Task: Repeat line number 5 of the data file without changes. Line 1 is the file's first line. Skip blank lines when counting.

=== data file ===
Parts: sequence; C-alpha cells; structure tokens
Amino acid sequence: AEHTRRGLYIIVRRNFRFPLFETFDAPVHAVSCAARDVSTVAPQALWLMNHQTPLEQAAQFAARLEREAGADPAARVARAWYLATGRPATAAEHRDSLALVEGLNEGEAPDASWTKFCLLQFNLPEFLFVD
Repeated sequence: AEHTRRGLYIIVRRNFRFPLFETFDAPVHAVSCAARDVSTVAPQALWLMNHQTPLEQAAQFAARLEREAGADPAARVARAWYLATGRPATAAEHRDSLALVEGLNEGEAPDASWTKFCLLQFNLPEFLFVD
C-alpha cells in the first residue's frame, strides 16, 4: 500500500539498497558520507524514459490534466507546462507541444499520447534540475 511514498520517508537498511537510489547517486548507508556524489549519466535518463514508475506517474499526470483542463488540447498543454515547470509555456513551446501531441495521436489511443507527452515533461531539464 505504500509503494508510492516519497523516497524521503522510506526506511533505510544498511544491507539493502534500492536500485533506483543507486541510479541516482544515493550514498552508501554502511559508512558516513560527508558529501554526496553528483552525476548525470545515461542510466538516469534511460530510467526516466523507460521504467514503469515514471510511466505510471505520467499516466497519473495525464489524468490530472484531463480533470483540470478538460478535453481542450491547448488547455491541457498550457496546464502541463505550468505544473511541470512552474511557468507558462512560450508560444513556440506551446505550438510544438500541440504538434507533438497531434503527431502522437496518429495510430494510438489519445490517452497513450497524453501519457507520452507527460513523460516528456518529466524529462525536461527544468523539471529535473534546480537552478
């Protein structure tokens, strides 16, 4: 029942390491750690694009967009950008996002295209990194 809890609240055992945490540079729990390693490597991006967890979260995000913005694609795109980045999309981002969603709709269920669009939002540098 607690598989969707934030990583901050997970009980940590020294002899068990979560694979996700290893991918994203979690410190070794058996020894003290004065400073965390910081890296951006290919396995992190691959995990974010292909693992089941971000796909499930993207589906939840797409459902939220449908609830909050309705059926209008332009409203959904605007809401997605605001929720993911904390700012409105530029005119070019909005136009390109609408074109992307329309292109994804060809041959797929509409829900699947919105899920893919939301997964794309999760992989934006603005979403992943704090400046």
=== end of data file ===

């Protein structure tokens, strides 16, 4: 029942390491750690694009967009950008996002295209990194 809890609240055992945490540079729990390693490597991006967890979260995000913005694609795109980045999309981002969603709709269920669009939002540098 607690598989969707934030990583901050997970009980940590020294002899068990979560694979996700290893991918994203979690410190070794058996020894003290004065400073965390910081890296951006290919396995992190691959995990974010292909693992089941971000796909499930993207589906939840797409459902939220449908609830909050309705059926209008332009409203959904605007809401997605605001929720993911904390700012409105530029005119070019909005136009390109609408074109992307329309292109994804060809041959797929509409829900699947919105899920893919939301997964794309999760992989934006603005979403992943704090400046």